Tuesday 12 February 2013
Syrian refugees are "weary and traumatized"The Mostor family, Bekaa Valley, Lebanon, January 2013.
There are five members in the Mostor family: Mother Khaibra and Father Mostafa with seven-year-old son Ahmad, five-year-old son Turkue and baby daughter Khadija. They are Syrian refugees. They were forced from their home in Homs after their neighborhood sustained continuous shelling. They moved as soon as they felt safe and have joined their extended family, who had made the journey before them. They believe their house has now been destroyed.
They are not yet registered with the United Nations Refugee Agency (UNHCR) as they arrived just a short time ago. As a result, they are receiving no official help as they are not recorded as refugees. They live in a one-room makeshift tent that they built themselves. There are about 20 families now living on this flat piece of land.
They are high in the mountains of the Bekaa Valley. By four o'clock in the afternoon, the temperature is already below zero as a freezing fog descends. A ShelterBox Response Team (SRT) meets the family while making needs assessments.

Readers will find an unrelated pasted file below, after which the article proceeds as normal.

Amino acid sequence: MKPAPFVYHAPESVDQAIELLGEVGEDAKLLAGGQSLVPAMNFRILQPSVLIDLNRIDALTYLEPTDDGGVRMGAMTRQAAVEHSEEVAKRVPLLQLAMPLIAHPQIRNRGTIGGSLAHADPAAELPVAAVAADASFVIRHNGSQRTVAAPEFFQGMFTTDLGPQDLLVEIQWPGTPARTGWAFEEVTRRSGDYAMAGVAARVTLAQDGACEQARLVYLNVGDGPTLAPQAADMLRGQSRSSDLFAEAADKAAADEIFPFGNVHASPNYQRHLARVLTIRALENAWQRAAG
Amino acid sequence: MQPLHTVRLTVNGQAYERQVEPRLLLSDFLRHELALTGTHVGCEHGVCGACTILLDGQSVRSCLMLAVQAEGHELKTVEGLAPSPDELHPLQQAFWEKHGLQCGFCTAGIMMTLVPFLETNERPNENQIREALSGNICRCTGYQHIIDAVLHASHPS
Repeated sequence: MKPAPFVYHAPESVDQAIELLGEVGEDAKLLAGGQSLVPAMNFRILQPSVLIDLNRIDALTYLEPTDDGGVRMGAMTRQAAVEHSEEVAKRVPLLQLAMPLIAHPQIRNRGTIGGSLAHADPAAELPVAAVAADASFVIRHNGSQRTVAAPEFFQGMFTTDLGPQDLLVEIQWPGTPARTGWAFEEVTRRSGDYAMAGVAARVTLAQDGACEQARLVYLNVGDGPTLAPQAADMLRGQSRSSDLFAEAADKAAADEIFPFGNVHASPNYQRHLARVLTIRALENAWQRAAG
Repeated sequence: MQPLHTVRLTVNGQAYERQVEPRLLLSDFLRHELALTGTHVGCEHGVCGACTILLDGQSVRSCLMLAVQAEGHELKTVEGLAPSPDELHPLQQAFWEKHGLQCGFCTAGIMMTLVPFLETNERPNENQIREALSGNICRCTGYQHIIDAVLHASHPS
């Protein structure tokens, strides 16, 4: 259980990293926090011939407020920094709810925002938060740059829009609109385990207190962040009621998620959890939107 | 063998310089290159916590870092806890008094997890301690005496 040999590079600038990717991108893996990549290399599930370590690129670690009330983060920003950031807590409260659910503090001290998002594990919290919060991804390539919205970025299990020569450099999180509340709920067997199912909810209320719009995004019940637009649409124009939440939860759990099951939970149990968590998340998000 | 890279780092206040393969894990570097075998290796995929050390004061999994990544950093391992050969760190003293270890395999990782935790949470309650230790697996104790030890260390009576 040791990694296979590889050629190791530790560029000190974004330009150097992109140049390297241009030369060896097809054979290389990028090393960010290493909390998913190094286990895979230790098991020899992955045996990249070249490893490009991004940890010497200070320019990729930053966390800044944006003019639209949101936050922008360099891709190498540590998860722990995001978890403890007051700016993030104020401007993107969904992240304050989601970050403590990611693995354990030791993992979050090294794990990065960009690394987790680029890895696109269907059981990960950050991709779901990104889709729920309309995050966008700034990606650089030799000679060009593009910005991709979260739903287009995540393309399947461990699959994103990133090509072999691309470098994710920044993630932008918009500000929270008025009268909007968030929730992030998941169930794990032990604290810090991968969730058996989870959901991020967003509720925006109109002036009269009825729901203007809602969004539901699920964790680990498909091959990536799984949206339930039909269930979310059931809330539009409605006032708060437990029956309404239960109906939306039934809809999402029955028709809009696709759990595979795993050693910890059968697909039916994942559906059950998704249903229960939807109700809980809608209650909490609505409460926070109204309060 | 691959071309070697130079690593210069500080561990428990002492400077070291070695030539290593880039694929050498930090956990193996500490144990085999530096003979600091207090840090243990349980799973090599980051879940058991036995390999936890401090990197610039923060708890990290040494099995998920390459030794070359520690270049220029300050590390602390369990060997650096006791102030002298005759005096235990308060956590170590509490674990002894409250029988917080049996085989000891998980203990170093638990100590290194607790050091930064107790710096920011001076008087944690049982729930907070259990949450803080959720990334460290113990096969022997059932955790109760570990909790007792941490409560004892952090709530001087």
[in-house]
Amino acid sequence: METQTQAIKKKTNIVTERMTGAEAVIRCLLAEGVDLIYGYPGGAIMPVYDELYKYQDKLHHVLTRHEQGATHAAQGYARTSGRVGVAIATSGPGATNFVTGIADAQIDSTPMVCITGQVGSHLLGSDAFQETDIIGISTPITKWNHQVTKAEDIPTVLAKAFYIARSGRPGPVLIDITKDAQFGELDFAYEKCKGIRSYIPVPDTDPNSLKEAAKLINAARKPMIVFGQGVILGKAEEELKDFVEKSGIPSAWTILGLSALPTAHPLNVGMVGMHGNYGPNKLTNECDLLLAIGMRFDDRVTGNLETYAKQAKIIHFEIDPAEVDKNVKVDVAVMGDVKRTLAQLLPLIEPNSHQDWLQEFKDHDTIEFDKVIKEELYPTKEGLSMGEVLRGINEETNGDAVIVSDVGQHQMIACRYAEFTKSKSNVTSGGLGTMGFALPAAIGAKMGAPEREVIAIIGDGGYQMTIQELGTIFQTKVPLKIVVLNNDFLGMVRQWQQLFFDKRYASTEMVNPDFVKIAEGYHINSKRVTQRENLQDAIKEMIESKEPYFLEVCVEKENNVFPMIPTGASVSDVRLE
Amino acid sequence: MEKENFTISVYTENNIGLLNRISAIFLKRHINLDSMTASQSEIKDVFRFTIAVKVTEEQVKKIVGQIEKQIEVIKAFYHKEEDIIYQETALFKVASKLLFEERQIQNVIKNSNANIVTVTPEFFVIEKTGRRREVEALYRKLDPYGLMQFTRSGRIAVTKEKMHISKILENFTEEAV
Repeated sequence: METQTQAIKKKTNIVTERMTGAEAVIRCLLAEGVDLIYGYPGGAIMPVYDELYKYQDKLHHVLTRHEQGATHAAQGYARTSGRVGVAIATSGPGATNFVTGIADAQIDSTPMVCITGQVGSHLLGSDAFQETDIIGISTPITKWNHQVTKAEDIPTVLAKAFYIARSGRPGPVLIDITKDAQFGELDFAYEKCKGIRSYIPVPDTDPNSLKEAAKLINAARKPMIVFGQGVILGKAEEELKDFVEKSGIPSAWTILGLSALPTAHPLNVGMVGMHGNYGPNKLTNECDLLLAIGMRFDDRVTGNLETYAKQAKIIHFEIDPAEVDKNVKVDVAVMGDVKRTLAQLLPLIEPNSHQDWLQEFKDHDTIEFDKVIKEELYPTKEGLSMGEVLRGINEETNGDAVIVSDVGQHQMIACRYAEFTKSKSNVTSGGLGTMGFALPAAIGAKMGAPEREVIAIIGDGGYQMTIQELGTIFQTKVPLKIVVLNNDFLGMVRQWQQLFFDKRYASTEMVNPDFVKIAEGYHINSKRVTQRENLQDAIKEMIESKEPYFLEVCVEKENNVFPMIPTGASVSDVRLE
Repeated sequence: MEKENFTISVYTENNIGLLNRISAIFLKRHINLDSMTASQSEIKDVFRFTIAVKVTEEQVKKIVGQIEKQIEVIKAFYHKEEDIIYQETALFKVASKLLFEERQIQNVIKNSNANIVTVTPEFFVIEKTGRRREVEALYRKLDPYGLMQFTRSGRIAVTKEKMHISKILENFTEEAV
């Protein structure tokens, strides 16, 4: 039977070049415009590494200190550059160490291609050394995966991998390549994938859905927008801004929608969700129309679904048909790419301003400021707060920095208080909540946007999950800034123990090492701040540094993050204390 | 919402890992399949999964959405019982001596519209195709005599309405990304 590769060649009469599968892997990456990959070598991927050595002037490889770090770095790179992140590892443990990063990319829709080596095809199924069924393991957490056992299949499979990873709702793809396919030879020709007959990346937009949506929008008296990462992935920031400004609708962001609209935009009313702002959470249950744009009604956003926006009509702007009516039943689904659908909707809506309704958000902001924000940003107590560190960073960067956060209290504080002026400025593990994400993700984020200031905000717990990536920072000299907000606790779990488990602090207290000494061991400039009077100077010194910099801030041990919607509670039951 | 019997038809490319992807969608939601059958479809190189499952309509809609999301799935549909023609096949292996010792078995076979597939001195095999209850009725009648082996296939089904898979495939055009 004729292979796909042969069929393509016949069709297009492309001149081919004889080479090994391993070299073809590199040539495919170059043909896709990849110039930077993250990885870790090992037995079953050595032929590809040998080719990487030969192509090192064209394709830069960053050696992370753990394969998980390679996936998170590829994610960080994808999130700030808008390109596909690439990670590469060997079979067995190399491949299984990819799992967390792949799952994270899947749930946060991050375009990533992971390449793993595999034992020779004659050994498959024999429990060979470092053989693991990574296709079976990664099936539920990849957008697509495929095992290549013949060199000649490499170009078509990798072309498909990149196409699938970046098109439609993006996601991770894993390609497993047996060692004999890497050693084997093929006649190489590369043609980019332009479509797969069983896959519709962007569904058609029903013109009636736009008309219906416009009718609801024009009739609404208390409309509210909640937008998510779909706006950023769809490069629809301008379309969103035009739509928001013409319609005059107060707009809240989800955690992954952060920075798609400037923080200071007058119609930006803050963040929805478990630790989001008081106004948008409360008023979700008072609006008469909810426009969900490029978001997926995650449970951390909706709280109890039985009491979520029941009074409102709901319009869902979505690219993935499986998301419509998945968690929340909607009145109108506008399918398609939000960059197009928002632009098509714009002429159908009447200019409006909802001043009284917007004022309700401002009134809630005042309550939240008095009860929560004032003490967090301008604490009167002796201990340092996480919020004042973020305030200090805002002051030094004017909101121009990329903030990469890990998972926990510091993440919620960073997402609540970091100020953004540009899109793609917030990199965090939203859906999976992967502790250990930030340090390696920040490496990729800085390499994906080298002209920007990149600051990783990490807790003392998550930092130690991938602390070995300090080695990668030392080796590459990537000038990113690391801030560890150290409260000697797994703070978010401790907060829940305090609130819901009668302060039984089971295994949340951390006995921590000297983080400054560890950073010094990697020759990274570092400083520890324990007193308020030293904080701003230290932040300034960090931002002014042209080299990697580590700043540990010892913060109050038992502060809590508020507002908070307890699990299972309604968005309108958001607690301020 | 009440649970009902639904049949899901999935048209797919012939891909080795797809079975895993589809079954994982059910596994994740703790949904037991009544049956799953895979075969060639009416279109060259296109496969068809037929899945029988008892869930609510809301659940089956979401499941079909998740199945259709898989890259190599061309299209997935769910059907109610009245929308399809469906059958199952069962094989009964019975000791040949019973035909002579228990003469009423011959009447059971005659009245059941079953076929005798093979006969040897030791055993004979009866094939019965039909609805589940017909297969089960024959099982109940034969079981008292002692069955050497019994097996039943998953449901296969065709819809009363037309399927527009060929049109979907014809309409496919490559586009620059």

"We were invited to come into their 'home' as they told us their story," says SRT member, Fiona McElroy (UK). "On first glance, it looks tidy and ordered with blankets stacked in the corner that have been given to them by relatives and local people. There is a stove inside but it has only been lit once as there is no fuel.
"The local landlord fills three jerry cans of water as often as he can, which is for all the families to share. They have no regular food supply and no income. They cannot afford to rent anywhere.
"The floors and walls are wet as the water comes in when it rains and they sit in the dark as they have no light. It's already dark by four o'clock.
"As they have their photo taken, they continue with their story. Khaibra mentions Ghazi, her youngest son who was three months old. He is not in the picture. He died 10 days after they arrived here. 'He was just too cold,' Khaibra tells me.
"This family, like so many others, is weary and traumatized. I tell her I am sorry for her loss and she begins to cry."
The Mostor family is one out of thousands of others who have been uprooted from their homes by fear and violence and are now struggling to survive the coldest winter conditions in over two decades.
ShelterBox has a Response Team in Lebanon assessing the need and working hard to find suitable avenues to distribute winterized shelter and other lifesaving aid to Syrian refugee families in need.